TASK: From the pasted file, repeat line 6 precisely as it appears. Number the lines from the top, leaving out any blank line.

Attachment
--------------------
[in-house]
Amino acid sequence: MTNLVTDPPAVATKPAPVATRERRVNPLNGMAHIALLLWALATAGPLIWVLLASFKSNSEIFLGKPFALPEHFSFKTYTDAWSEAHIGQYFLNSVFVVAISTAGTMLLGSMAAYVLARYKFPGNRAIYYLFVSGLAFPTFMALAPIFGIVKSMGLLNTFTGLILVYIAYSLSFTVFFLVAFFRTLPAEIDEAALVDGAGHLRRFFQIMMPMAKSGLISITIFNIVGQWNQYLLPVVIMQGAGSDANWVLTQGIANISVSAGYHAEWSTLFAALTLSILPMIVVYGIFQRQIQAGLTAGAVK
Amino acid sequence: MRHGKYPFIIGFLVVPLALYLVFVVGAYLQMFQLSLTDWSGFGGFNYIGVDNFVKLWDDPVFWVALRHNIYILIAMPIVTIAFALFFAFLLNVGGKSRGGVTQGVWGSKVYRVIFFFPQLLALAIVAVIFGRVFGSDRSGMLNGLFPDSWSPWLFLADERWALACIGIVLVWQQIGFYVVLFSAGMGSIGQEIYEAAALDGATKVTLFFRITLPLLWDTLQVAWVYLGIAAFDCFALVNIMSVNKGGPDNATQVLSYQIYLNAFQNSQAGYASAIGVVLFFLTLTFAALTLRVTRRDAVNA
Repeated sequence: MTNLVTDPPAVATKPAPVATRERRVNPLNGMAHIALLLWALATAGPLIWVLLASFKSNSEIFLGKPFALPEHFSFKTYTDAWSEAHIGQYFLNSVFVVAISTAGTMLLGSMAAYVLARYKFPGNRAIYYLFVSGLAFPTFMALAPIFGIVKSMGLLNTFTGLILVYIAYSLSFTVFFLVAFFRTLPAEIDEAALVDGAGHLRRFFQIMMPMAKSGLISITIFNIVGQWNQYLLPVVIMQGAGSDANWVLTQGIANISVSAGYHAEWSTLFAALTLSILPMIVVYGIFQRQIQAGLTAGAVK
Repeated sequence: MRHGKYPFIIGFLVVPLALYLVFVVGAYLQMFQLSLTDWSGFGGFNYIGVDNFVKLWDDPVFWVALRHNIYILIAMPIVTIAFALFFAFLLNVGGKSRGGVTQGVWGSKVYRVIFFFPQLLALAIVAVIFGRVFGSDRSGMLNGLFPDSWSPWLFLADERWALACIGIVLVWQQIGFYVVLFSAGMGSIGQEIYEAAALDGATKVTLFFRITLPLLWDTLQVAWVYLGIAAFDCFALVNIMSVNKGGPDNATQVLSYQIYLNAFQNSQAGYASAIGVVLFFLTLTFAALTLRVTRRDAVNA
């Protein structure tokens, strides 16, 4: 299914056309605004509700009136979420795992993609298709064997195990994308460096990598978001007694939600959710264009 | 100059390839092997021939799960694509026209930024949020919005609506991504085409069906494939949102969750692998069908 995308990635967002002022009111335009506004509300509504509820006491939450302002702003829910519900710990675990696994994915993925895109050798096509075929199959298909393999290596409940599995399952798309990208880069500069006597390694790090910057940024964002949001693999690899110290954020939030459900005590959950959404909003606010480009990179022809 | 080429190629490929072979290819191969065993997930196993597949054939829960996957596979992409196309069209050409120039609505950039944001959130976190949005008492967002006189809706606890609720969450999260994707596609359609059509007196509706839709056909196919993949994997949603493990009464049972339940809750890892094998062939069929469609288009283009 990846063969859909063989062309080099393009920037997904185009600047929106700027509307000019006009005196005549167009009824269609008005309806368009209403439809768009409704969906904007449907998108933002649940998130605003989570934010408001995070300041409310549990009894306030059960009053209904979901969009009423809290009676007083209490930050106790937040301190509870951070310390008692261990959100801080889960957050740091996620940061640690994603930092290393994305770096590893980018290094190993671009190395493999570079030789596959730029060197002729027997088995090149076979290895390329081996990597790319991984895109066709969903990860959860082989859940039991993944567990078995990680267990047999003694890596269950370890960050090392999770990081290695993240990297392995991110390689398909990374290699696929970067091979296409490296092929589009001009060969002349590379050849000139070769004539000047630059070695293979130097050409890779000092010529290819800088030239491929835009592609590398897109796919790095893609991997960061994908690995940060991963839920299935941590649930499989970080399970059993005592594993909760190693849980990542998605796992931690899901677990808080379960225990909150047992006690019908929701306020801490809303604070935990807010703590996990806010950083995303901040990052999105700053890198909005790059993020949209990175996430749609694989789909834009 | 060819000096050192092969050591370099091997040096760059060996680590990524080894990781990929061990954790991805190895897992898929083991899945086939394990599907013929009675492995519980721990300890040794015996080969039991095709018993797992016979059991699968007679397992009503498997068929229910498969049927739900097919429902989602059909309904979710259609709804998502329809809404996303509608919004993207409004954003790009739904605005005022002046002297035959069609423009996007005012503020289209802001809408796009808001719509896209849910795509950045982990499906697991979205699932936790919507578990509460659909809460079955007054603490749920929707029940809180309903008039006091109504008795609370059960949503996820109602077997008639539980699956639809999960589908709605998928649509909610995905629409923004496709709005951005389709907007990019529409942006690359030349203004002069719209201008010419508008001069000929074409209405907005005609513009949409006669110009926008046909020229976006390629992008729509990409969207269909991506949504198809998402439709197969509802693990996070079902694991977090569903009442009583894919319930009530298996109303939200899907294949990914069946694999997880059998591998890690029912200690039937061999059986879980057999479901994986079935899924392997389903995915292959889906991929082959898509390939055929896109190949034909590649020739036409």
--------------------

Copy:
């Protein structure tokens, strides 16, 4: 299914056309605004509700009136979420795992993609298709064997195990994308460096990598978001007694939600959710264009 | 100059390839092997021939799960694509026209930024949020919005609506991504085409069906494939949102969750692998069908 995308990635967002002022009111335009506004509300509504509820006491939450302002702003829910519900710990675990696994994915993925895109050798096509075929199959298909393999290596409940599995399952798309990208880069500069006597390694790090910057940024964002949001693999690899110290954020939030459900005590959950959404909003606010480009990179022809 | 080429190629490929072979290819191969065993997930196993597949054939829960996957596979992409196309069209050409120039609505950039944001959130976190949005008492967002006189809706606890609720969450999260994707596609359609059509007196509706839709056909196919993949994997949603493990009464049972339940809750890892094998062939069929469609288009283009 990846063969859909063989062309080099393009920037997904185009600047929106700027509307000019006009005196005549167009009824269609008005309806368009209403439809768009409704969906904007449907998108933002649940998130605003989570934010408001995070300041409310549990009894306030059960009053209904979901969009009423809290009676007083209490930050106790937040301190509870951070310390008692261990959100801080889960957050740091996620940061640690994603930092290393994305770096590893980018290094190993671009190395493999570079030789596959730029060197002729027997088995090149076979290895390329081996990597790319991984895109066709969903990860959860082989859940039991993944567990078995990680267990047999003694890596269950370890960050090392999770990081290695993240990297392995991110390689398909990374290699696929970067091979296409490296092929589009001009060969002349590379050849000139070769004539000047630059070695293979130097050409890779000092010529290819800088030239491929835009592609590398897109796919790095893609991997960061994908690995940060991963839920299935941590649930499989970080399970059993005592594993909760190693849980990542998605796992931690899901677990808080379960225990909150047992006690019908929701306020801490809303604070935990807010703590996990806010950083995303901040990052999105700053890198909005790059993020949209990175996430749609694989789909834009 | 060819000096050192092969050591370099091997040096760059060996680590990524080894990781990929061990954790991805190895897992898929083991899945086939394990599907013929009675492995519980721990300890040794015996080969039991095709018993797992016979059991699968007679397992009503498997068929229910498969049927739900097919429902989602059909309904979710259609709804998502329809809404996303509608919004993207409004954003790009739904605005005022002046002297035959069609423009996007005012503020289209802001809408796009808001719509896209849910795509950045982990499906697991979205699932936790919507578990509460659909809460079955007054603490749920929707029940809180309903008039006091109504008795609370059960949503996820109602077997008639539980699956639809999960589908709605998928649509909610995905629409923004496709709005951005389709907007990019529409942006690359030349203004002069719209201008010419508008001069000929074409209405907005005609513009949409006669110009926008046909020229976006390629992008729509990409969207269909991506949504198809998402439709197969509802693990996070079902694991977090569903009442009583894919319930009530298996109303939200899907294949990914069946694999997880059998591998890690029912200690039937061999059986879980057999479901994986079935899924392997389903995915292959889906991929082959898509390939055929896109190949034909590649020739036409």